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The purpose of permitting action by written consent without notice is to enable limited liability company (LLC) managers to take quick, efficient action in situations where a minority of managers could not block or adversely affect the course set by the majority even if they were notified of the proposed action and objected to it. The General Assembly never intended to enable two managers to deprive, clandestinely and surreptitiously, a third manager representing the majority interest in the LLC of an opportunity to protect that interest by taking an action that the third manager's member would surely have opposed if he had knowledge of it.
A limited liability company (LLC) was composed of three member corporations and controlled by defendant manager, who owned substantial controlling interests in two of the members, and acted as the LLC's chief executive officer. The LLC, however, had three managers, the remaining two managers owning a combined minority interest in the LLC. In a clandestine strategic move, the two minority managers voted to merge the LLC into plaintiff corporation, thus relegating defendant manager to a minority interest holder. Thereafter, plaintiff sought to validate the merger.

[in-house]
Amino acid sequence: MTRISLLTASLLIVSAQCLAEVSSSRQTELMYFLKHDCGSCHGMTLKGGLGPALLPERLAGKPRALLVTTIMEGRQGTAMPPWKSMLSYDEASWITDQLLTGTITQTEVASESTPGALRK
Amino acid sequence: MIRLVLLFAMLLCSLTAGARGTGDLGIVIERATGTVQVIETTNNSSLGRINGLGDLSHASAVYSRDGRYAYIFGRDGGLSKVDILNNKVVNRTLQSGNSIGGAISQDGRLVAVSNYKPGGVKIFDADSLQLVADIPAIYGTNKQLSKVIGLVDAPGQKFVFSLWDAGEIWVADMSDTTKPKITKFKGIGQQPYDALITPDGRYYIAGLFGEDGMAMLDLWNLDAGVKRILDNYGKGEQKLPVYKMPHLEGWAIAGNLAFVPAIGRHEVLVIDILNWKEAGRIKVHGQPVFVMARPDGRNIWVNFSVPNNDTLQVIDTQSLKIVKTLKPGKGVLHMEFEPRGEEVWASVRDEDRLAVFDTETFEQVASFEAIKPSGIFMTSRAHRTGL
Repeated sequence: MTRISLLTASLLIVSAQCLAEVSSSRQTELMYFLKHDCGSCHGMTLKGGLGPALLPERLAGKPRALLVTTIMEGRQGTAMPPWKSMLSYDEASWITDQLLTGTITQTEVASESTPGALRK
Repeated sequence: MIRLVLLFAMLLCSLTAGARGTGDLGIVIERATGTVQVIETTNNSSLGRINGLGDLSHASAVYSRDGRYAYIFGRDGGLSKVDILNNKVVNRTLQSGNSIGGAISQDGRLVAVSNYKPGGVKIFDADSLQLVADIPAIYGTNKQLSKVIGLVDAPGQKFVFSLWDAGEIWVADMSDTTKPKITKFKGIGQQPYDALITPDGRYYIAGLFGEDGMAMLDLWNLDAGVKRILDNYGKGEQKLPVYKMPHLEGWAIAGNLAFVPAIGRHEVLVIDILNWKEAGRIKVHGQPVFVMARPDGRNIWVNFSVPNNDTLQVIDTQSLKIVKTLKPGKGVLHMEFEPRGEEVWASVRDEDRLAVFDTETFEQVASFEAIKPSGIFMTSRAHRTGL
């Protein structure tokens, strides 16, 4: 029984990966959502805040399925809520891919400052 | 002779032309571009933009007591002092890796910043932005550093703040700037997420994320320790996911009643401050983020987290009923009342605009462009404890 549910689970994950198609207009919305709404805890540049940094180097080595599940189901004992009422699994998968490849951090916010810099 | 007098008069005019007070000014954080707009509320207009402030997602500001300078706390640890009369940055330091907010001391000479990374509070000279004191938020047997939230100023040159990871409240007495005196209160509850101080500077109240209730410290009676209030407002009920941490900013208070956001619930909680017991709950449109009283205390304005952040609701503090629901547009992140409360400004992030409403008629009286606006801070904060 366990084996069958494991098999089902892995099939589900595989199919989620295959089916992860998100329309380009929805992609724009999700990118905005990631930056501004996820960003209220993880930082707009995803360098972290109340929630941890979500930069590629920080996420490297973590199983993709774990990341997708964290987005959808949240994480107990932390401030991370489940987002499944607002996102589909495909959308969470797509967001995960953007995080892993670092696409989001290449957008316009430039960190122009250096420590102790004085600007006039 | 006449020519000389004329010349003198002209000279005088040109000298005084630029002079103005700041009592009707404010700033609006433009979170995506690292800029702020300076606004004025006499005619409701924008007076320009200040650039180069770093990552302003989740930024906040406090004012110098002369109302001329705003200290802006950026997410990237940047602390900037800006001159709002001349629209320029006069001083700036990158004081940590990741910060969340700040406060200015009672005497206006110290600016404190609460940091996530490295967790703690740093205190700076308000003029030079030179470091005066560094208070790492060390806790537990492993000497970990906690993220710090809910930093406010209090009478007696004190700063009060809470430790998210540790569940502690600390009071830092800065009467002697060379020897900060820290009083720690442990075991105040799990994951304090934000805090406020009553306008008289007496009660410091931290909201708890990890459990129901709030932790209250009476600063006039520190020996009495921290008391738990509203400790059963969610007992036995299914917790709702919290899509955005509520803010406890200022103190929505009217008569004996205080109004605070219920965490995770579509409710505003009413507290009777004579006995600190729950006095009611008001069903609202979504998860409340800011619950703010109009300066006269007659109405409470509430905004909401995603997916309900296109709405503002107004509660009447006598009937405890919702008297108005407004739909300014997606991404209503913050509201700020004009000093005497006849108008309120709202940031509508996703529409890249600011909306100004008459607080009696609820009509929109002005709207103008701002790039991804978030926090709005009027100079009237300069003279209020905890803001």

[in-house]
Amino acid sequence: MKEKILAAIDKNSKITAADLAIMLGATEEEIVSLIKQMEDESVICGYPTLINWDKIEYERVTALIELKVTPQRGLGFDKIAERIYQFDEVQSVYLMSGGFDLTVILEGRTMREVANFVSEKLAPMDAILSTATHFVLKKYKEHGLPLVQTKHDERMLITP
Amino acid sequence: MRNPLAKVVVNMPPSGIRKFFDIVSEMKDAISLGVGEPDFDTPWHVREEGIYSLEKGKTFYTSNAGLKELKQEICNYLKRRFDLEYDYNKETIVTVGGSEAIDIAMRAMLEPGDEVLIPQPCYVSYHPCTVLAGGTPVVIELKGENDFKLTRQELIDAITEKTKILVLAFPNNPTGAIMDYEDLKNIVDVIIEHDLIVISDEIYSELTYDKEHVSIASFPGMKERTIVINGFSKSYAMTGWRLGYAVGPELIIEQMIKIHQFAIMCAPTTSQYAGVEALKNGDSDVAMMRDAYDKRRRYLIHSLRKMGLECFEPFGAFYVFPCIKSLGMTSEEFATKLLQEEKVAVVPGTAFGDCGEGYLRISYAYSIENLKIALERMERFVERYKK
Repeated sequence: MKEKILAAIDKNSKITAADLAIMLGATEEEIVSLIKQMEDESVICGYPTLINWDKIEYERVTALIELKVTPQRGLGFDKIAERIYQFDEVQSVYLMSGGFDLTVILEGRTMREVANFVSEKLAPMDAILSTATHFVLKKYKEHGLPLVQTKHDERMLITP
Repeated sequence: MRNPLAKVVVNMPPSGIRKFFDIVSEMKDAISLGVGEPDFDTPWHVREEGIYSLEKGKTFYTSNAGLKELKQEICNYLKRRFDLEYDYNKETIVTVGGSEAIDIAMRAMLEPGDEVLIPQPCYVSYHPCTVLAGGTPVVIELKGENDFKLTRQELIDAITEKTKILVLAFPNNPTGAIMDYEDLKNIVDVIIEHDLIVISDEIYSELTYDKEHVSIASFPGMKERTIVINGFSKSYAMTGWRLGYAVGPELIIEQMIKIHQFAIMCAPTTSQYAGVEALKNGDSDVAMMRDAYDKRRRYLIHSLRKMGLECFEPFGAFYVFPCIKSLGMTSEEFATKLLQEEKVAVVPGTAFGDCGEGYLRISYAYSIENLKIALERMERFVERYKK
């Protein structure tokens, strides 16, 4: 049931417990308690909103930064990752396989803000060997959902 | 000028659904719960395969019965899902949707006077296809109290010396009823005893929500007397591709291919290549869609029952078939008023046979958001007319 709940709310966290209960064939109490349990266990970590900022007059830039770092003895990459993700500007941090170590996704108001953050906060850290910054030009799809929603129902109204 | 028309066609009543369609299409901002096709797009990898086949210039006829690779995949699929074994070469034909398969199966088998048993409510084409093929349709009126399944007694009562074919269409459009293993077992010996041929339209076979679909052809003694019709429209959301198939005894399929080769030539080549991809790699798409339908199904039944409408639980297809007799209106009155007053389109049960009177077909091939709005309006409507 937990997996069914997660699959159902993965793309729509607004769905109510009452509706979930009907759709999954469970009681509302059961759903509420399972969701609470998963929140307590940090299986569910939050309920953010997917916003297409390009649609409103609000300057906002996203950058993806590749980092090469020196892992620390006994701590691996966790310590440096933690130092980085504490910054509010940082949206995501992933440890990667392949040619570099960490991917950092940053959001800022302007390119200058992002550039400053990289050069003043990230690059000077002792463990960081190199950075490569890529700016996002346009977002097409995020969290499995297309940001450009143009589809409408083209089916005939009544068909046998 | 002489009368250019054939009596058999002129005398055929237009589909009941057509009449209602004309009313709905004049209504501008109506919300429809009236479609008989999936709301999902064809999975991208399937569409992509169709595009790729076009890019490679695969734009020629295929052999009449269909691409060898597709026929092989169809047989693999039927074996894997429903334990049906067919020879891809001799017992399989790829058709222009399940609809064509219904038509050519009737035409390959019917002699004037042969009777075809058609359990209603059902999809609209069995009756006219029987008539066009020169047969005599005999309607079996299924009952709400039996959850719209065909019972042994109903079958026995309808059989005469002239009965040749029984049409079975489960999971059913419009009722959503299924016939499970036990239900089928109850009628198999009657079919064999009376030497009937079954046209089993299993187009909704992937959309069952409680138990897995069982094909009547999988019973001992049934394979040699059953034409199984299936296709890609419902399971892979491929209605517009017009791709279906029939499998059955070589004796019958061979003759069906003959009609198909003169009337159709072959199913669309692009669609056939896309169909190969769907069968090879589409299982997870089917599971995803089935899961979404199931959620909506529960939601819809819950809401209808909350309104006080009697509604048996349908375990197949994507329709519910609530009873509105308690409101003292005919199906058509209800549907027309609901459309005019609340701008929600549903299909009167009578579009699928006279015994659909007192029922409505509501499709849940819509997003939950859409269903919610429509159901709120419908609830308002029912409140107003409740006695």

Was the merger valid?
The merger was rescinded, because the minority managers breached their duty of loyalty to the defendant manager in seeking to wrest control from the latter through the said merger. Had defendant manager knew of the proposed merger, he would have taken steps to protect his majority interest. Since the minority managers were aware of this, they breached their duty of loyalty to defendant manager by failing to act in good faith. The purported merger was therefore declared invalid.